SEC Fees

Discussion in 'Prop Firms' started by Hitnruntrader, Feb 5, 2004.

  1. Does anyone happen to know if a firm can markup sec fees. Mine seem to be very high but it is probably the same for all of us.

    Does anyone happen to have a link that says what the fees should actually be?

    Thanks for any help.
  2. tula


    Beginning April 1, 2003, the fee rate will be $46.80 per $1,000,000. This is only for selling, buying stock does not incur any SEC Fees.

  3. ask around ....
  4. mnx


    Where I work SEC fees are $0.0301 per $1000 value on the sell side of all trades. I am assuming that all employers would charge the same...

    edit: I see that the actual SEC fees are a little highger...
  5. I am being charged the correct amount for my sec fees.

    The 46.8 number works out almost bang on.

    The sec sure charges alot. I remember a few months ago i heard they were going to lower the rate. I sure hope they do.

    Good Luck trading all.

  6. They ought to lower them soon if you ask me (which surprisingly no one has yet), especially since the justification for raising them last April was a declining dollar volume (price * volume) of securities tranactions. 10 months later, things have improved considerably in that department.

  7. Its illegal to mark them up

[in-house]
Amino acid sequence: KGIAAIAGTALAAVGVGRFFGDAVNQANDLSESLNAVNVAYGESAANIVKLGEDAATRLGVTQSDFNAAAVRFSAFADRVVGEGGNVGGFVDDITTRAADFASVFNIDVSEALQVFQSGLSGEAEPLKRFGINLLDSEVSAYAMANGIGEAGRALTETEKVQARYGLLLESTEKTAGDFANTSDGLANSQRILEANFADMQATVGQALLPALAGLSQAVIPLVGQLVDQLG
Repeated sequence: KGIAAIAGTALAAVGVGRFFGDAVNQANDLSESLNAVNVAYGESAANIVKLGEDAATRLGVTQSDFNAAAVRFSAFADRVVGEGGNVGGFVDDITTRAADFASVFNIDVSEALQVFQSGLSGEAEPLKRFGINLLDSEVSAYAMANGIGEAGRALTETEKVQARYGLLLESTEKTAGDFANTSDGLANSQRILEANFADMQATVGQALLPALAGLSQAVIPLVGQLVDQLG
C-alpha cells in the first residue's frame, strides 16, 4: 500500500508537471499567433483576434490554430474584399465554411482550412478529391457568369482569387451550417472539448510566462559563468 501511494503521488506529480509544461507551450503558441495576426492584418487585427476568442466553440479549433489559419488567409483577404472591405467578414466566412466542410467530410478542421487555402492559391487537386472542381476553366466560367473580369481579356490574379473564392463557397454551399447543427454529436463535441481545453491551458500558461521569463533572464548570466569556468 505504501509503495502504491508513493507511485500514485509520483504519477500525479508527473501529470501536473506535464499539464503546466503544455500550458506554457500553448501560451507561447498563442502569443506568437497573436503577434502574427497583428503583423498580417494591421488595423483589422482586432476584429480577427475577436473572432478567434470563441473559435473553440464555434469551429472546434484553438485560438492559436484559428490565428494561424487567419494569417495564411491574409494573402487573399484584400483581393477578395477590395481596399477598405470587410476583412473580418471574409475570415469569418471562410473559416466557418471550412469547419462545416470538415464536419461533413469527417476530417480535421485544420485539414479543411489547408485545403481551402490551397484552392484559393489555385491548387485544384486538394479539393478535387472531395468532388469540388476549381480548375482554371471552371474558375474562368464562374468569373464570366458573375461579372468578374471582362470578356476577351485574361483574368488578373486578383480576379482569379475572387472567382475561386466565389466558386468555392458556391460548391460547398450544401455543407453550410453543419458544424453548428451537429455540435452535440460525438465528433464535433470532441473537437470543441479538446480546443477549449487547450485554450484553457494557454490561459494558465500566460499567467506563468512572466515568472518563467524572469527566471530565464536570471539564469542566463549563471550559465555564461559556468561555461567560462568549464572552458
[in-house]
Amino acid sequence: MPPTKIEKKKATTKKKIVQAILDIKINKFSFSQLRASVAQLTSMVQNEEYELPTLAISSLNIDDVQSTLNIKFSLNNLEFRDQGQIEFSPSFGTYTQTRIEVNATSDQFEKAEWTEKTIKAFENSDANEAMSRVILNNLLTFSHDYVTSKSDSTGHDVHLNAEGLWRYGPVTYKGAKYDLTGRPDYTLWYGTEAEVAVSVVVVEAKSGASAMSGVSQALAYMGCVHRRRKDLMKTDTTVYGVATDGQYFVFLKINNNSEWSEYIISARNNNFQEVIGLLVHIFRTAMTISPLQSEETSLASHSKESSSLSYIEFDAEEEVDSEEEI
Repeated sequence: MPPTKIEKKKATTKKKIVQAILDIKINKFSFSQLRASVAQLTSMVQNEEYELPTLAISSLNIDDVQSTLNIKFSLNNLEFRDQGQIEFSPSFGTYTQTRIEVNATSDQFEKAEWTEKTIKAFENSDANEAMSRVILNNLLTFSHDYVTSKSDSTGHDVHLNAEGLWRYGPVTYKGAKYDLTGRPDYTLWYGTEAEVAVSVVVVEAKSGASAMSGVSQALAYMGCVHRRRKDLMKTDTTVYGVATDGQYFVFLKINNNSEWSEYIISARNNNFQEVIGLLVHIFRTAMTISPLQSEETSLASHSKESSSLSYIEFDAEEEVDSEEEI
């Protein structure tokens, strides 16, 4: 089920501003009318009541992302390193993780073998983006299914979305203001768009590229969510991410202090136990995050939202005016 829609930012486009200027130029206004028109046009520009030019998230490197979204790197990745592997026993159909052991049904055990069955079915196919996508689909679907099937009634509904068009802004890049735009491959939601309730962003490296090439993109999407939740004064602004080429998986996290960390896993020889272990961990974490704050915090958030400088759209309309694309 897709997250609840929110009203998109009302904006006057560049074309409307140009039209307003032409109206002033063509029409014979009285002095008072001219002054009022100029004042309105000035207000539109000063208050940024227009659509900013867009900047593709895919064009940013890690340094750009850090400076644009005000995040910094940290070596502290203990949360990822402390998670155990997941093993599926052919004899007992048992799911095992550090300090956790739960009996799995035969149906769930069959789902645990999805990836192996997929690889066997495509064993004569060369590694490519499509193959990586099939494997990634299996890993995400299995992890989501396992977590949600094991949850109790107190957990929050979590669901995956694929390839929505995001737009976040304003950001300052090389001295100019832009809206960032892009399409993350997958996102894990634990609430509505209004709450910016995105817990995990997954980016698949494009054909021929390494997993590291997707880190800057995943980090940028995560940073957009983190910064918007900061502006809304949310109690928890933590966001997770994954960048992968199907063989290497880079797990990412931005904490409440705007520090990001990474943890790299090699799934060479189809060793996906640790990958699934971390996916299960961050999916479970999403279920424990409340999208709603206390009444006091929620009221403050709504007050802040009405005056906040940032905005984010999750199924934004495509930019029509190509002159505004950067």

8. WinSum


    It is true, but I have a broker who always round up on sub-penny calculation for SEC fee, but they never round down. About half the time, I'm always paying one penny more on the SEC Fee.

    One penny is not worth the trouble to make a fuss but it is a pain in the a$$ trying to reconcile p/l for tax reporting.



    In addition, effective Feb. 22, 2004, the Section 31 fee rate applicable to securities transactions on the exchanges and NASDAQ will decrease to $39.00 per million. The Section 31 assessment on security futures transactions will remain unchanged at $0.009 per round turn transaction.
  10. DaveN


    If you notice small discrepancies from the $46.80 that you should be getting charged, it may be the result of rounding. Each sell transaction is treated separately, and the pennies are rounded. So, if you have a lot of sales, and you are looking at just the total for all the sales, then rounding might account for the difference.
    #10     Feb 7, 2004